Joseph Guerrero
Garifuna Activist
Reads: 12090

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At this preliminary juncture we cannot afford or encourage any division, we have to stick together as one people, one voice, one destiny. ST Vincent and the Grenadines position is clear on this Reparation matter; Pursue and settle the stolen land issue first, and let’s see what happens. And only SVG can bring this to the ICJ table at present. Meanwhile we welcome any support from Garifunas the world over, and also encourage them to organize and carry out their own plan of action to complement what we in SVG are doing at present, and hope to do in the future.

Joseph Guerrero :

It is agreed we should work together. The case of stolen lands must come from the victims. The clear victims are the descendants of those exiled. Had they not been exiled the and treaties with Garinagu not been violated. Those descendants would be on their own land in SVG. The case for stolen lands is for them to make. But I encourage those descendants of which I'm one, to work together with SVG. Absolutely!

Anatol Scott:

Anatol Scott

To: Pknight:

Do you actrually read and try to digest what other people write?

The main points of Mr. Joseph Guerero’s argument are quite clear:

1 The Garifuna in “Belize, Guatemala, Honduras, Nicaragua, and the United States .... were not consulted nor were they included in the reparations claim now underway;

2 Chatoyer was “killed”, not assissinated;

3. “None of the .... countries in which Garinagu live is a part of Caricom so .... they can be eliminated as far as CARICOM’s reparations claim is concerned and .... the state of Belize has no claim to make on behalf of the Garinagu living there”

4 “The Garinagu stand a better chance bringing their own case against former colonial powers as their case is distinct from that of the CARICOM claims over slavery.”

5 “No one Garifuna organization will be able to take on this task. They will have to work together under the umbrella of one central Garifuna organization working toward a common goal of winning such a case against the powerful British government.”

Instead of digesting what Mr. Guerero has written and possibly accepting some of what he is saying, you seek to impose your view on him by insisting that “we cannot afford or encourage any division, we have to stick together as one people, one voice, one destiny.” Lo and behold! Mr. Guerrero is telling you the exact opposite.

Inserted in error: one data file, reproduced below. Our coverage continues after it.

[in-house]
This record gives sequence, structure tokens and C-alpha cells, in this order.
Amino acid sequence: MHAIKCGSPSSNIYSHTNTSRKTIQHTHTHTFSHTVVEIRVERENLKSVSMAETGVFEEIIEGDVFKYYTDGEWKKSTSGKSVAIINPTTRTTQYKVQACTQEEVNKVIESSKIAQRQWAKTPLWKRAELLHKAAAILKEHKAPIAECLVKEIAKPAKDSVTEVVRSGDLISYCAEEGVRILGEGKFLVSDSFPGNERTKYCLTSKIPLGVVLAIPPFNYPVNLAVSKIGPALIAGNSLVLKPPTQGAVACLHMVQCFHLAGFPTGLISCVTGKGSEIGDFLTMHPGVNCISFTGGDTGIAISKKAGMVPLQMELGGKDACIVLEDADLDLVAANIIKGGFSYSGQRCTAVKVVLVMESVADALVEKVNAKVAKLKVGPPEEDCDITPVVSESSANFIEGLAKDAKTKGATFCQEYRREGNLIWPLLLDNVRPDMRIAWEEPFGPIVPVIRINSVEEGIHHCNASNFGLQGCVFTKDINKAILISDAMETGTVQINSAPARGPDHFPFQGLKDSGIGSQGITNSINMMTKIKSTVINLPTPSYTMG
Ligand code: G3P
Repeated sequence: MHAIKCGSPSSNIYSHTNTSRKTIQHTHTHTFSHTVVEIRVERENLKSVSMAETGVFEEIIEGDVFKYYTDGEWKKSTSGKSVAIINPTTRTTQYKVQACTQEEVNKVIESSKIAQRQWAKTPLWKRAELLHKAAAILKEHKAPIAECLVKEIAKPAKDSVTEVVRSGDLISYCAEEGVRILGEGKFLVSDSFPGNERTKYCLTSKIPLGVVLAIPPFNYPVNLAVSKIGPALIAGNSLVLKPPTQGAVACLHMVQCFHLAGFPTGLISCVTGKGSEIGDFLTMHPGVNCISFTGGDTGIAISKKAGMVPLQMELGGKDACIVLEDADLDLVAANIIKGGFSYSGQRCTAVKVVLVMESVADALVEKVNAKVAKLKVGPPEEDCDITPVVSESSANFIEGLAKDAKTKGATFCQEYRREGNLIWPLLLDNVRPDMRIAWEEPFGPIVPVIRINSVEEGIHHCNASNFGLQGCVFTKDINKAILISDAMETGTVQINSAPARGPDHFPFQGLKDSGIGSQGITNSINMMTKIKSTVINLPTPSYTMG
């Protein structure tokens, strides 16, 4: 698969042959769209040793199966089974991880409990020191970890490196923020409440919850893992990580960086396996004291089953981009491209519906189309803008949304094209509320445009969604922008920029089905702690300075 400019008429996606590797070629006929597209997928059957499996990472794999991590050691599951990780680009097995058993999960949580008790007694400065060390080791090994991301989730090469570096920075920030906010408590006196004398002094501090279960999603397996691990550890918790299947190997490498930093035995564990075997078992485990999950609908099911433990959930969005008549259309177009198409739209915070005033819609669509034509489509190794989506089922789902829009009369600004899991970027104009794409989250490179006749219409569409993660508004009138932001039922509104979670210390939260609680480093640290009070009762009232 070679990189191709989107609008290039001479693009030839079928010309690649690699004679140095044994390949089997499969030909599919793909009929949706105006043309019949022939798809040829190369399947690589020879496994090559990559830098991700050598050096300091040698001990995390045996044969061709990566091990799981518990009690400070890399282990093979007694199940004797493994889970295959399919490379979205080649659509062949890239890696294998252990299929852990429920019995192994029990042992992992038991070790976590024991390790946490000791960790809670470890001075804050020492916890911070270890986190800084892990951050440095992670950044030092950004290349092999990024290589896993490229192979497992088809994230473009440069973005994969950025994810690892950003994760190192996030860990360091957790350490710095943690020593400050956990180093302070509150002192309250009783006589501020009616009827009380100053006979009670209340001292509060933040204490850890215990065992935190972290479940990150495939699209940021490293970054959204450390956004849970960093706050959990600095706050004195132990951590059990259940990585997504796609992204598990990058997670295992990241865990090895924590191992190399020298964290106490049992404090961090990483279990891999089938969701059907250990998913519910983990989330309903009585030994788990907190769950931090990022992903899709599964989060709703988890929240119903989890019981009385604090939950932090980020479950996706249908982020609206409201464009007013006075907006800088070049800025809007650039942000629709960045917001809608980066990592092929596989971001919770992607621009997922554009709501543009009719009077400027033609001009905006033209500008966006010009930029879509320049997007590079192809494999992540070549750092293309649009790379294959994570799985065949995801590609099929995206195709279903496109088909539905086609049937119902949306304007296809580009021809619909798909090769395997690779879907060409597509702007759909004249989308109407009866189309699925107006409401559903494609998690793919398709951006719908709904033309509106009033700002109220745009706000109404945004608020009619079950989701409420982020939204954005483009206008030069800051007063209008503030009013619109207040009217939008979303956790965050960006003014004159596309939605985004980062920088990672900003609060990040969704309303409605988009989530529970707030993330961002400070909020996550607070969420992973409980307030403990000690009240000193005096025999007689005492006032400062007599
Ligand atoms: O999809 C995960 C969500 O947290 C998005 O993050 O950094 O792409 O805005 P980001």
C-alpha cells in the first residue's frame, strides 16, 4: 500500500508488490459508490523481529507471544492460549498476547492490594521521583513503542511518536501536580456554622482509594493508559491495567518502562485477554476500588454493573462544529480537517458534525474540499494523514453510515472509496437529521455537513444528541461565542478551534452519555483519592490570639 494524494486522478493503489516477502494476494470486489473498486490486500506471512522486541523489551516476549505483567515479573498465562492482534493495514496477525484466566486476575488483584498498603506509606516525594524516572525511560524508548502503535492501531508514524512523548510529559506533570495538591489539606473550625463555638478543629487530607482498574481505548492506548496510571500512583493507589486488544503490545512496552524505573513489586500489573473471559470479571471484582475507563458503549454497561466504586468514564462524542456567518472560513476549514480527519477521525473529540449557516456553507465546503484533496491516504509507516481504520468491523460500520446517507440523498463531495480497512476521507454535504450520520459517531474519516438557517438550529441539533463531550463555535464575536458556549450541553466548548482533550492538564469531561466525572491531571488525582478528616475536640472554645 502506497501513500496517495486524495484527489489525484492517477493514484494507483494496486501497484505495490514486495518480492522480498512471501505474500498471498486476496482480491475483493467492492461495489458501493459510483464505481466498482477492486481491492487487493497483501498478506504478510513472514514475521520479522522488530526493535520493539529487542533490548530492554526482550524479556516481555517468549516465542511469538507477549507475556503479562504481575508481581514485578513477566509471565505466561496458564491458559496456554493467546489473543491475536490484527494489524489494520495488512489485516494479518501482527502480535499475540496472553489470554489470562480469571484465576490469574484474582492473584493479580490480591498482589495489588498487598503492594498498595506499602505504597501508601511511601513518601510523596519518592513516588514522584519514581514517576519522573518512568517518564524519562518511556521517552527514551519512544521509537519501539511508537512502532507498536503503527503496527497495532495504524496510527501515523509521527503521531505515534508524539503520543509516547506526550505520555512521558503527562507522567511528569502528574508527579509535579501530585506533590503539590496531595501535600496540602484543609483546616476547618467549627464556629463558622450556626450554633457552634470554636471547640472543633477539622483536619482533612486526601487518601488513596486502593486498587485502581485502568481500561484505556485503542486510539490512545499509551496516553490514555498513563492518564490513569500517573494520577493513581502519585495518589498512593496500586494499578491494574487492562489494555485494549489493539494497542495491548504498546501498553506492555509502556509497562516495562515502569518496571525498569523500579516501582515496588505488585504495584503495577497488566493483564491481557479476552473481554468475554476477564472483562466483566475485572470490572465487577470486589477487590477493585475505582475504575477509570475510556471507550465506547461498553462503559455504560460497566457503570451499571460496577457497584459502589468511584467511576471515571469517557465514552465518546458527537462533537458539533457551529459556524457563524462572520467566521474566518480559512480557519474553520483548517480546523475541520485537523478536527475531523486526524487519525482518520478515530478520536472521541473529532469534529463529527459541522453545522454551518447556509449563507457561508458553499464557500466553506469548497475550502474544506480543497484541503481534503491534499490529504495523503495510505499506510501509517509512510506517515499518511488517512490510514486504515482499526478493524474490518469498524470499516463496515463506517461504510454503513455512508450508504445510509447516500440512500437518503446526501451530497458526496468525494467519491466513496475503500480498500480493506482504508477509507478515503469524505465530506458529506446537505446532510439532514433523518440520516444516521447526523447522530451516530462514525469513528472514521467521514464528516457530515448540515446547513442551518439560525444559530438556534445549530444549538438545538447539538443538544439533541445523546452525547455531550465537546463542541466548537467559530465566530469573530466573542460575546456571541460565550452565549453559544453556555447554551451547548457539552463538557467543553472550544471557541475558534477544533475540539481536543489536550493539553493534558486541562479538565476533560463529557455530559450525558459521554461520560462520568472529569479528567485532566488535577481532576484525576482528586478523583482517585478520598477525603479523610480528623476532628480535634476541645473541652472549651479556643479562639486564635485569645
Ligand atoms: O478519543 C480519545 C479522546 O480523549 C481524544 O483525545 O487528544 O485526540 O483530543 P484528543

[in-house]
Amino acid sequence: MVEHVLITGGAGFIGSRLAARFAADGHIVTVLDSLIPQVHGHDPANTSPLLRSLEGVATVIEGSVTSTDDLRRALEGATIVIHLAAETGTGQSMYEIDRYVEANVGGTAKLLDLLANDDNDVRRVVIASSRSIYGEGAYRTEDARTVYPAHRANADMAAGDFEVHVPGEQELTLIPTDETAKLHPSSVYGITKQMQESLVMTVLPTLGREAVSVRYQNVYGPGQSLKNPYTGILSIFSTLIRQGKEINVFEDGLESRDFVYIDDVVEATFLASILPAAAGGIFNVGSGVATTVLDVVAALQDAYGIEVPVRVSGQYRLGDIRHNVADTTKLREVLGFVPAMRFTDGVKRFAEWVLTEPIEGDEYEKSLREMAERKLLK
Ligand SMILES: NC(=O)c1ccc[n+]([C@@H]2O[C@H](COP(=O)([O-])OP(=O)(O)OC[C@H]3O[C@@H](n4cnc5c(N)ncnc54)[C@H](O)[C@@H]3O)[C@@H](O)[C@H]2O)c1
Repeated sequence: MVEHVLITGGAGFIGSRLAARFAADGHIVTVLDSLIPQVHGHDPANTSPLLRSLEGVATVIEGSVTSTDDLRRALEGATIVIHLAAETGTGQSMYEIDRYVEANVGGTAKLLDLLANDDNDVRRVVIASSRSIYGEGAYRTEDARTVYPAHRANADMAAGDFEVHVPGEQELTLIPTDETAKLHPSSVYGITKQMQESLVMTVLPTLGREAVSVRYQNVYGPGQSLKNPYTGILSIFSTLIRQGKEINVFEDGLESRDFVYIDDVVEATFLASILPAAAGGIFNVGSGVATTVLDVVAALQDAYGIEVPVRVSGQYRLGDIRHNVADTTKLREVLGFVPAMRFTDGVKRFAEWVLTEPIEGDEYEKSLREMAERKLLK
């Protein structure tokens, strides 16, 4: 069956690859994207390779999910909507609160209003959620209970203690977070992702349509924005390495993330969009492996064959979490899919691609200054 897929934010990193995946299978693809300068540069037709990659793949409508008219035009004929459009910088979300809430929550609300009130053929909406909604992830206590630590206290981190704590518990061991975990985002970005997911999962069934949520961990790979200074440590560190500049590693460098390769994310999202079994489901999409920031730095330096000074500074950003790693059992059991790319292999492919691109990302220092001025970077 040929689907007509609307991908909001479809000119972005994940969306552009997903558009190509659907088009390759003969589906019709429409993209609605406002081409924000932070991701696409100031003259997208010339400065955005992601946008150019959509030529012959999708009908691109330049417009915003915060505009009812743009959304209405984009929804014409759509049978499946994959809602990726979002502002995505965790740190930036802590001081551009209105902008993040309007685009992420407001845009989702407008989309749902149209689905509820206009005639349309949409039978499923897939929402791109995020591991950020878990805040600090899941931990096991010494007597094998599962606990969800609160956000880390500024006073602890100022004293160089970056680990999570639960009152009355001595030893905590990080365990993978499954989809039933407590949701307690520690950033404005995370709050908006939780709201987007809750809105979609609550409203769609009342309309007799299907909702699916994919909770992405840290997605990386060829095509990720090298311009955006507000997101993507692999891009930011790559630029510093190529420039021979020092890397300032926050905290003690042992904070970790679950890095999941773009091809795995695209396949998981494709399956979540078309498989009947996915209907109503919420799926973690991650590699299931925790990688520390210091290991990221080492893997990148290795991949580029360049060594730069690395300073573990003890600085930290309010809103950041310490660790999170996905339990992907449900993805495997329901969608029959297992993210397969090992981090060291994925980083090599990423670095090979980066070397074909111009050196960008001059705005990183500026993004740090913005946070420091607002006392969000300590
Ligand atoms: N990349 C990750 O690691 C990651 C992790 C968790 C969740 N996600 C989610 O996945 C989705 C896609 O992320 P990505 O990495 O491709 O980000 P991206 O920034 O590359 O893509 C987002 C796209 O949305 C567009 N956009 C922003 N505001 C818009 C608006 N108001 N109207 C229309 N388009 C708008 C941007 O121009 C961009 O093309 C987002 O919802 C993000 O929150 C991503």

According to you, “the St. Vincent and the Grenadines postion is clear on this Reparation matter.” I’m begging you to please accept that other people might not be as dog-headed as you seem to be on the matter.


Hmm! Now if this was Bro’Joseph Guerrero response to my comment, I might be inclined to respond. But the Bro’ seems to get my drift! Seeing its Anatol’s response to my comment, I flatly refuse to respond; a Bro’ in this struggle you are not Anatol Scott; one can tell from your “tone” of voice, past and present. You should be ignored. Don’t keep trying.

Part 1 and Part 2 of your commentary “Don’t mess with history” was a complete bore, but Part 3 was an absolute mess. On the whole all three were bad, very bad indeed, I had to stop reading. These read like the same nonsense we heard before, and a lot worse than Jomo’s, a lot worst!
You talk the talk of the colonialist, the neo-colonialist, the reactionary, and in this case, that of a conservative Negro; a “house negro to be exact”. Obviously you would be opposed to the Reparation movement, especially one coming out of SVG (Where else can it happen in this case?). Those in the field should avoid you as much as possible, and consider your contributions nefarious, nah’ traitorous.

Anatol Scott:

To: Pknight

I have no need to ‘suck up’ to anyone by calling them ‘Bro’ or ‘Comrade.’ Although you’ flatly refuse to respond’ to my comments, the bile in you still surfaced in a very enlightening response but, I refuse to let you or your kind lead me down a slippery, destructive, and uninformative path.

So! Thank you for the negative appraisal which displays so much more of your character than it does mine.

Towards the end of Part 3 of Don’t Mess with History, I wrote the following words: